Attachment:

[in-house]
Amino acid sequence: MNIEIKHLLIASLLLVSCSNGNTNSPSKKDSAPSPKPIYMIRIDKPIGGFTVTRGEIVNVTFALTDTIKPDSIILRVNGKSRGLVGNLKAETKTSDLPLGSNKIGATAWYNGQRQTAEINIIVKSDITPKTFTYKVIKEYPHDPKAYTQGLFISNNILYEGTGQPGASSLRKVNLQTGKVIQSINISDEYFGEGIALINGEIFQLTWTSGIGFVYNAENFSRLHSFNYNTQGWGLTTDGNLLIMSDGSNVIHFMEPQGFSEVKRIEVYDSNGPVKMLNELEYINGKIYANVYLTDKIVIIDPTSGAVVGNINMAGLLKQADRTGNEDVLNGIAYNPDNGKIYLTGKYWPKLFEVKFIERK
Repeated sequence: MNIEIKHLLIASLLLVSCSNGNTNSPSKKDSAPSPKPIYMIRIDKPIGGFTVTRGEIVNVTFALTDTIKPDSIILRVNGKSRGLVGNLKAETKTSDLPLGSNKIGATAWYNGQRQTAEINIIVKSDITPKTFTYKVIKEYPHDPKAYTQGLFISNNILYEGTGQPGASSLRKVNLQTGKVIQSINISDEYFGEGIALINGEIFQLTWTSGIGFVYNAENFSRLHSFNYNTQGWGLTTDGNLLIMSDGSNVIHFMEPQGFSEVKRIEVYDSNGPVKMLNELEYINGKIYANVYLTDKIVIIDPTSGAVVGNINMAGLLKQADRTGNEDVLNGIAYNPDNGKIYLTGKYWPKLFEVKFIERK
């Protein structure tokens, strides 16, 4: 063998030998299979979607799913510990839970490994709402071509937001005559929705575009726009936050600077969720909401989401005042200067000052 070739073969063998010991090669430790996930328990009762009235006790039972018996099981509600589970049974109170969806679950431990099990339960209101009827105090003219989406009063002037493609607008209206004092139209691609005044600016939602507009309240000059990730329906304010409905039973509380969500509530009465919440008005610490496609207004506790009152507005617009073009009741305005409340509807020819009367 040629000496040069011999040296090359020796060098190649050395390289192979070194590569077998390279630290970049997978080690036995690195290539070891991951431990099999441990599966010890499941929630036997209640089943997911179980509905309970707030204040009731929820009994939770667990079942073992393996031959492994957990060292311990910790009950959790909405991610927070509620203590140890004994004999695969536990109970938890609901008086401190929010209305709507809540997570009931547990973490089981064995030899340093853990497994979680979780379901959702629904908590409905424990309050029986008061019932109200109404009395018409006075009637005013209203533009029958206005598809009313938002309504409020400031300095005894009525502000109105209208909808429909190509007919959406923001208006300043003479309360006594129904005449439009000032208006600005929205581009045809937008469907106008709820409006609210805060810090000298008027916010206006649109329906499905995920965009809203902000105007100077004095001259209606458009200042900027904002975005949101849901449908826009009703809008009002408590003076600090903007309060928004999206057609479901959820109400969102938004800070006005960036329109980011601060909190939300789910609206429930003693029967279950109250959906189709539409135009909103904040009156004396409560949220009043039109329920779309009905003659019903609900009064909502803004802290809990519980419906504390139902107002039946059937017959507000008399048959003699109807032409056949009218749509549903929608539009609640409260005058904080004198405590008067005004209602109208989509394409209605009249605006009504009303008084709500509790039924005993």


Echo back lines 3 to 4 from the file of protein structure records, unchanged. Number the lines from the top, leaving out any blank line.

Repeated sequence: MNIEIKHLLIASLLLVSCSNGNTNSPSKKDSAPSPKPIYMIRIDKPIGGFTVTRGEIVNVTFALTDTIKPDSIILRVNGKSRGLVGNLKAETKTSDLPLGSNKIGATAWYNGQRQTAEINIIVKSDITPKTFTYKVIKEYPHDPKAYTQGLFISNNILYEGTGQPGASSLRKVNLQTGKVIQSINISDEYFGEGIALINGEIFQLTWTSGIGFVYNAENFSRLHSFNYNTQGWGLTTDGNLLIMSDGSNVIHFMEPQGFSEVKRIEVYDSNGPVKMLNELEYINGKIYANVYLTDKIVIIDPTSGAVVGNINMAGLLKQADRTGNEDVLNGIAYNPDNGKIYLTGKYWPKLFEVKFIERK
């Protein structure tokens, strides 16, 4: 063998030998299979979607799913510990839970490994709402071509937001005559929705575009726009936050600077969720909401989401005042200067000052 070739073969063998010991090669430790996930328990009762009235006790039972018996099981509600589970049974109170969806679950431990099990339960209101009827105090003219989406009063002037493609607008209206004092139209691609005044600016939602507009309240000059990730329906304010409905039973509380969500509530009465919440008005610490496609207004506790009152507005617009073009009741305005409340509807020819009367 040629000496040069011999040296090359020796060098190649050395390289192979070194590569077998390279630290970049997978080690036995690195290539070891991951431990099999441990599966010890499941929630036997209640089943997911179980509905309970707030204040009731929820009994939770667990079942073992393996031959492994957990060292311990910790009950959790909405991610927070509620203590140890004994004999695969536990109970938890609901008086401190929010209305709507809540997570009931547990973490089981064995030899340093853990497994979680979780379901959702629904908590409905424990309050029986008061019932109200109404009395018409006075009637005013209203533009029958206005598809009313938002309504409020400031300095005894009525502000109105209208909808429909190509007919959406923001208006300043003479309360006594129904005449439009000032208006600005929205581009045809937008469907106008709820409006609210805060810090000298008027916010206006649109329906499905995920965009809203902000105007100077004095001259209606458009200042900027904002975005949101849901449908826009009703809008009002408590003076600090903007309060928004999206057609479901959820109400969102938004800070006005960036329109980011601060909190939300789910609206429930003693029967279950109250959906189709539409135009909103904040009156004396409560949220009043039109329920779309009905003659019903609900009064909502803004802290809990519980419906504390139902107002039946059937017959507000008399048959003699109807032409056949009218749509549903929608539009609640409260005058904080004198405590008067005004209602109208989509394409209605009249605006009504009303008084709500509790039924005993």